Wednesday, August 14, 2013

Chapter 26: Look Out Below!

It was the weekend before Columbus Day, 2008.  My business partner, Scott got married.  I was the best man.  If I ever become a stand up comedian it will be because of the euphoria I experienced telling shitty jokes I found on YouTube.  

Scott hopped a plane to Vietnam for his honeymoon.  I went back to the office to deal with the collapse of Bear Stearns.   When I committed to sending Max of to prep school I had no idea that the global economy, as well as my own net-worth, were teetering on the edge of a cliff.  Things, as you are well aware, got ugly fast.

So, Scott was gone for two weeks...I was back in the office for two days.  I didn't tell Scott, but I had plans to travel back to New Hampshire for the Tilton School's parent's weekend and to watch play with the Monarch's AAA U18 midget team in a Columbus Day weekend tournament.  I figured I could easily do my business remotely.  What I didn't count on was the world nearly coming to an end.

Kyle and I hopped our Jetblue flight around noon on Wednesday.  The stock market was down a couple of hundred points.  I was watching CNBC on the flight.  As fascinating as this was, I've seen volatile markets before.  I nodded off before take off and woke up an hour later somewhere over Arizona.  The market had closed down nearly a thousand points.  I was in shock.  I called my assistant from the plane and told her to take messages and I'd call my clients back when I landed in Boston.  I spent the ride from Boston up to my friend, Doug's house in Meredith, NH on my phone returning calls.  

The next morning we saw somewhat of a "relief rally".  The market rebounded just because of how much it had dropped the day before.  I worked from Doug's house on my computer all day on Thursday.  The news was getting worse and I could tell from how the overnight markets were trading that Friday was going to be ugly.

I decided to find the nearest UBS office, which happened to be in Concord, nearly an hour south of Meredith and twenty minutes south of Tilton.  Friday was the day of the Parent's weekend where we were to meet with Max's teachers.  I couldn't go.  Kyle went ahead.   I headed to UBS.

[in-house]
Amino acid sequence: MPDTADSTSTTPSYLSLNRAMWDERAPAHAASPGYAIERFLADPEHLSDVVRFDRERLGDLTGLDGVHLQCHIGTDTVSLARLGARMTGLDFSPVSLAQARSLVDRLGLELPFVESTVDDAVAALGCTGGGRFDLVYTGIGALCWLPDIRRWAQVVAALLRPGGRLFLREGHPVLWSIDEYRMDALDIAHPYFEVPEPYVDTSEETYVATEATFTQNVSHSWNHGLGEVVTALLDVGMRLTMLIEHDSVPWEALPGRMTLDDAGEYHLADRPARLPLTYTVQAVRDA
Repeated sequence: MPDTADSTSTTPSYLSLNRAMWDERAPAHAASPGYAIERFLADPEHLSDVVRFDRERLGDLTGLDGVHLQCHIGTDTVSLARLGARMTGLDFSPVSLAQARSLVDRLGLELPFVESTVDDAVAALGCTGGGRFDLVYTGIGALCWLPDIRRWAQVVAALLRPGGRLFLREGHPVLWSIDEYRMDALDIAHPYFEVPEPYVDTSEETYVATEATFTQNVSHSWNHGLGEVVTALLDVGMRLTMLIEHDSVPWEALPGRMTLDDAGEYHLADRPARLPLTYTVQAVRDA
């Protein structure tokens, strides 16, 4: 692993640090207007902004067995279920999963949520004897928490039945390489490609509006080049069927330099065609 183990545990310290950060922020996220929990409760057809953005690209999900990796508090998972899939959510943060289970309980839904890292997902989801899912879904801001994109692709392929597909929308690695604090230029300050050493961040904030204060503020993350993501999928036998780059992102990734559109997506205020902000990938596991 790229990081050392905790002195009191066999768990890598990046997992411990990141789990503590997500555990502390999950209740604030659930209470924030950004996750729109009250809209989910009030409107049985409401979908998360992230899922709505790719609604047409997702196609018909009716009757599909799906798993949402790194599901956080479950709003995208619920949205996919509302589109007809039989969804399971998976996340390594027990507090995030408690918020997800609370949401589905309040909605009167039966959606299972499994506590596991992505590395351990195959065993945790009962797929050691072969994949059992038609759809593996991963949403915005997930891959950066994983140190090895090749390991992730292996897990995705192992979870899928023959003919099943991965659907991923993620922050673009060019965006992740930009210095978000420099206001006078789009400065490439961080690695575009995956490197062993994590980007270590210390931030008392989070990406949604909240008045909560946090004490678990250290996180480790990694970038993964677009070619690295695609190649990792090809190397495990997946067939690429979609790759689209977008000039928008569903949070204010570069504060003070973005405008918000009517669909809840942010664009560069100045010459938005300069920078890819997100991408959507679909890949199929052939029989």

I normally start my day at 6:30 am.  That's what time the stock market opens on the west coast.  I got into the office this day at that time...only it was three hours before the NYSE opened.  I spent the next 10 hours talking non-stop to clients, one after the other.

My advisory group practiced a diversified asset allocation approach to managing risk.  In this free falling market, nothing, other than cash was safe.  Normally if one asset class is falling, something else is rallying.  There was such a high level of fear that nothing was safe.  We were in the midst of a global economic meltdown.  Babies, bathwater...everything was being thrown out.  My message to my clients was to not panic.  Some listened.  Others didn't.  I had clients who bailed at the worst possible time, locking in their losses and have never recovered.  Most people held steady and came away just fine.  Others snapped up bargains and made a killing.  My job was to manage fear and temper greed.  Fear ruled this day.  I missed my son's parent/teacher's conferences.  

The rest of the weekend was spent enjoying watching Max play with the NH Monarchs.  This was the first time I'd seen him since he left a couple of months earlier.  He looked great.  He'd grown.  

Tilton, like other prep schools requires that students participate in activities each semester, or season if we are speaking athletics.  Some of the hockey players played either football or soccer in the fall.  Most of them participated in a strength and conditioning program.  So my kid got to lift weights every day and it was paying off.  

I forget how they did in the tournament, but the Monarchs played well.  I really missed watching Max play.   Here's a brief clip of a